Nine Nights and Forty Days: Grief, Trinidadian Style

Septembre Anderson with, from left, her Uncle Ojay, grandmother and Uncle Lyndon.

Septembre Anderson with, from left, her Uncle Ojay, grandmother and Uncle Lyndon.

By Septembre Anderson

Two years ago, my 47-year-old Uncle Lyndon died from lymphoma.  A persistent shoulder injury turned out to be a tumor, and over a painfully distressing year, my family watched my athletic, energetic uncle, winner of many dancing, lacrosse and boxing trophies, succumb to the Big C.  Before him, the last person on the maternal side of my family to pass away had been my great-grandmother, when I was still in diapers. A family unused to death and loss was devastated as my grandmother had to bury her son and my mom and her siblings had to bury their younger brother.

My family has lived in Toronto for almost 40 years, but for my elders, coping with death means the Trinidadian ritual of the Nine Nights. The Caribbean is a medley of various cultures and the Nine Nights has its roots in the Yoruba tradition of Nigeria. For nine nights after my uncle passed away, my family held wakes filled with food, friends, family, booze and music. This collective mourning ensured that the darkest hours, figuratively and literally, wouldn’t be spent alone.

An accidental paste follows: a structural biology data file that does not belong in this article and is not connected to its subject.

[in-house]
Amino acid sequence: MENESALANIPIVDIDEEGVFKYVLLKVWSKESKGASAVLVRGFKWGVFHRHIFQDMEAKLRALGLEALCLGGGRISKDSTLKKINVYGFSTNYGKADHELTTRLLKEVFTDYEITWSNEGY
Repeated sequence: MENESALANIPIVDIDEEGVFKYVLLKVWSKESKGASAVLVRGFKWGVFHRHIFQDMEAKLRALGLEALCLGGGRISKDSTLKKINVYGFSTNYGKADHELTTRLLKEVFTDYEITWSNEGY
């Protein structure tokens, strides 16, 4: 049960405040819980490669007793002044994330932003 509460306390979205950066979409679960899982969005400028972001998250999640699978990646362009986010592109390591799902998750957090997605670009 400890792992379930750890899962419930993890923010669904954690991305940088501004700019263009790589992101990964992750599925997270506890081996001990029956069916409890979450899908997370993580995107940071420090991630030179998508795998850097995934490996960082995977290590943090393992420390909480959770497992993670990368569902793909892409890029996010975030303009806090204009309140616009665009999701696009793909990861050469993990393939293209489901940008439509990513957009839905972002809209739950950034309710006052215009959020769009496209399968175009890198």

My uncle’s place and my grandma’s house were never without visitors. These get togethers were about feting (in Trinidad, a fete is a huge, loud, boisterous party) and the focus was on celebrating my uncle’s life, commemorating his impact on our lives and recognizing the continuation of his spirit through the influence he had on others.

My uncle’s funeral took place on the ninth day and was a grand affair. The man known as the Mayor of Toronto by his many, many friends drew a crowd of over 350 people to Our Lady of Lourdes Parish at Sherbourne St. and Wellesley St. While the funeral was a time for mourning and tears, the post-funeral repast was another celebration in the tradition of the Nine Nights.

Our death and mourning ritual didn’t end with the Nine Nights. A month and a half after my uncle passed, a celebration called the Forty Days was held to remember my uncle and thank all of the people who had helped my family during his decline and death. Another product of the multicultural history of Trinidad and Tobago, the Forty Days celebration is drawn from Islamic traditions. To end the cycle of death and communal mourning, we held another party in my uncle’s honour, with more food, music and drink, plus the speeches and the sharing of memories.

The togetherness of these traditions helped to alleviate the pain of such a tragic loss. Though we may have grieved alone, we were also mourning together